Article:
Today I’m honored to have a guest post from my friend Danny Rubin, the creator and writer of News To Live By, a blog for Millennials that highlights the career advice “hidden” in the day’s top stories. Thanks Danny for gracing all us Groan Ups with your sage advice today!
#1. It’s spelled definitely, not definately.
Yes, it sounds like an ‘a,’ but the fact remains: the word is spelled with an ‘i.’
While on the subject of writing, here are several other words we should expunge.
- Amazing (since we use it for every scenario, it’s lost all meaning)
- Ridiculous (replace with words like ‘unbelievable’ or ‘incredible’)
- Very (can always remove ‘very’ before the adjective; adds very little to the sentenceIn order (don’t need ‘in order’ as in ‘I wrote this sentence in order to prove a point’)
- That (the greatest space-filler of them all; the classic word that you almost never need)
#2. A cover letter should add color and personality. It should not summarize your resume.
Want to really impress an HR manager? Start your cover letter with a story that showcases your personality and – above all – relates directly to the job you want.
Scenario: you apply to be a middle school teacher as your second job out of college (remember, you are 25). You want to prove you can handle a classroom of rambunctious 13 year olds.
You kick off the cover letter like so:
“The sirens were deafening, and I could tell the kids were scared.
Right then, I knew what I had to do: make sure all the children were ushered to a sturdy part of the school in an orderly fashion. We had little time, and I needed to act fast.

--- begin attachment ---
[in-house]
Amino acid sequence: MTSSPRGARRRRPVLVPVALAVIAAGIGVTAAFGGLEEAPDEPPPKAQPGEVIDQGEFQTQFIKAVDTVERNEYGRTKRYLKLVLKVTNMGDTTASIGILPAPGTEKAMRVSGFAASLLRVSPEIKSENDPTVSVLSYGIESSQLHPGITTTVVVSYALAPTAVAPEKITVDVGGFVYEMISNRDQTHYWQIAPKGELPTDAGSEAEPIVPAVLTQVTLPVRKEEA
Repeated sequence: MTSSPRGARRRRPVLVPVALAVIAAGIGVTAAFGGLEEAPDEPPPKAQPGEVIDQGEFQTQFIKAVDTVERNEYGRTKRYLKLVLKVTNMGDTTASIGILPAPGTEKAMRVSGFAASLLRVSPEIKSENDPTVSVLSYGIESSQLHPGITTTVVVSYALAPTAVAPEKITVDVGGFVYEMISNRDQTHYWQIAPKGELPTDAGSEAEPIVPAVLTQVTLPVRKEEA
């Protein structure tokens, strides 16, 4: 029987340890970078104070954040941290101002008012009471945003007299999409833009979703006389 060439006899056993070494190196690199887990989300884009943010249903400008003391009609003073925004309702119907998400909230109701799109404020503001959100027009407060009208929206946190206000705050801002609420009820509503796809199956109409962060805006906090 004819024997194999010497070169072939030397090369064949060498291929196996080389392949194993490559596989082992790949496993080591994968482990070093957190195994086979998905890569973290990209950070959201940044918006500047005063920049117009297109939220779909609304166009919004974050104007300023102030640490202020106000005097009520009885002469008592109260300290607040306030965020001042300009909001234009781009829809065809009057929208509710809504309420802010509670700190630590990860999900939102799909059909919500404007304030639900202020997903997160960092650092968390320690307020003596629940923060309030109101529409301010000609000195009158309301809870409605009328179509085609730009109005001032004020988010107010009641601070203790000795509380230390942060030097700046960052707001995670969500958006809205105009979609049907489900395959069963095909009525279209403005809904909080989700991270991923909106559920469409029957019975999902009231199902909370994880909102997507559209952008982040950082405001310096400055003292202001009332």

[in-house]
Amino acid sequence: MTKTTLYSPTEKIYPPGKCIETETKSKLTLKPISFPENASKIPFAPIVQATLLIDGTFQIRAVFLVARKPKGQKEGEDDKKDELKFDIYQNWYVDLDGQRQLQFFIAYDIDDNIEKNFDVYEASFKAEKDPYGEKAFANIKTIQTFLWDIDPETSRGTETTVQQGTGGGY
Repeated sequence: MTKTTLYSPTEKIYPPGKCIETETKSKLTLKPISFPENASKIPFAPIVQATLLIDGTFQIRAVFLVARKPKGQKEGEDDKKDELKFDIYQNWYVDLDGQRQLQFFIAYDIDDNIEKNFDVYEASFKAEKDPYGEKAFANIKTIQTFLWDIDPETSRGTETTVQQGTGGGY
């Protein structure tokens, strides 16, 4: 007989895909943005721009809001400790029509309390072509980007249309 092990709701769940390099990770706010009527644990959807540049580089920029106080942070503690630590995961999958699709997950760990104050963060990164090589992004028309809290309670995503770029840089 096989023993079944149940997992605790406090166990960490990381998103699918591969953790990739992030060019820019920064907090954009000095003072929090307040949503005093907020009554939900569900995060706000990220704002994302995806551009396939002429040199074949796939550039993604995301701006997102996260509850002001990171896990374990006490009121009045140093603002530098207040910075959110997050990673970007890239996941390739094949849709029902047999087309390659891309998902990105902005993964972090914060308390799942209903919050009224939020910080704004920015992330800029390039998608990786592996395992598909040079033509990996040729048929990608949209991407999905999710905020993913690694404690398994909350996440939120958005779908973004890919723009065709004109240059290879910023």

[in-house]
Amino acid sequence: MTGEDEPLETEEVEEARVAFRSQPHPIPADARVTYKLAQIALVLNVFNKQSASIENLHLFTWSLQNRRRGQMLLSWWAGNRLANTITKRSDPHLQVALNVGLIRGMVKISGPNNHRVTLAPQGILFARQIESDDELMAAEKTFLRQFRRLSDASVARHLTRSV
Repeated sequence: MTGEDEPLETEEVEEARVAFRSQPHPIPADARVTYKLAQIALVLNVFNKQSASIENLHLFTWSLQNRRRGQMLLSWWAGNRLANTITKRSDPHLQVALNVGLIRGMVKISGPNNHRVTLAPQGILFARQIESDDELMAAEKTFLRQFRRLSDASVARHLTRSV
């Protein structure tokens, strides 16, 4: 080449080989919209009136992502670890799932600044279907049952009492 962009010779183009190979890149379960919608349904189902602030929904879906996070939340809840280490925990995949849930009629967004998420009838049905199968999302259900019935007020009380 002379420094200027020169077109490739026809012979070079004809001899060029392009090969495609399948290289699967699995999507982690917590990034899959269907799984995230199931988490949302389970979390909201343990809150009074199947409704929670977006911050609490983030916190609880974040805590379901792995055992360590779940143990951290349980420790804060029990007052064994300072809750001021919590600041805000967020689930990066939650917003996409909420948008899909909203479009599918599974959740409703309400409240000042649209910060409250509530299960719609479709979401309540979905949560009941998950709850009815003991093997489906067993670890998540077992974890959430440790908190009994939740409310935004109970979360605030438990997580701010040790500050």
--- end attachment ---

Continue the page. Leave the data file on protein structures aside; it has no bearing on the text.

I had never experienced a tornado firsthand, but I had the proper training and knew if I stayed calm, we would all get through it safely.”
You immediately begin with a unique story. It’s dramatic, demonstrates courage under fire and shows – not tells – why you have what it takes.
#3. You are never too busy to write a thank-you note.
Looking to take your game to the next level?
Send a thank-you note to a friend or co-worker just because they did something really great for you. If you feel inspired, write it by hand or toss in a Starbucks gift card. Because the gesture is random, it will make a person’s day.
#4. Don’t step into an interview room without research on the company and questions for the employer.
Before you walk into the job interview, ask yourself: am I ready?
Until you have solid intel on the employer and meaningful questions prepared, you are not.
What are meaningful questions for an employer who works in, say, marketing?
- “I read your bio and noticed you started your career in marketing with Ringling Brothers circus. What was that like?”
- “I keep reading about how ‘big data’ is the future of marketing. What’s your thought on how media firms should take advantage of all the new information out there?”
- What do clients find most valuable today? What services are they most interested in?”
The goal is to turn an interview into a conversation. Prove you are an equal and ready to ‘talk shop’ about the business.
#5. Under-promise. Over-deliver.
In the business world, anyone can talk a big game. Don’t set the bar too high by guaranteeing mind-blowing work.
It’s far better to surprise people with a terrific end-product they did not expect.
Then they will say, “You really went above and beyond.” Well, you only went ‘above and beyond’ because you didn’t promise the world from the get-go.
There was too much
ridiculously amazing incredible advice for one blog post, so if you want the complete “25 Things Every Young Professional Should Know by Age 25” list visit News To Live By and download a FREE copy of the entire ebook!
Danny Rubin is the creator and writer of News To Live By. Don’t simply read the news; use it to get better. Follow Danny on Twitter @newstoliveby.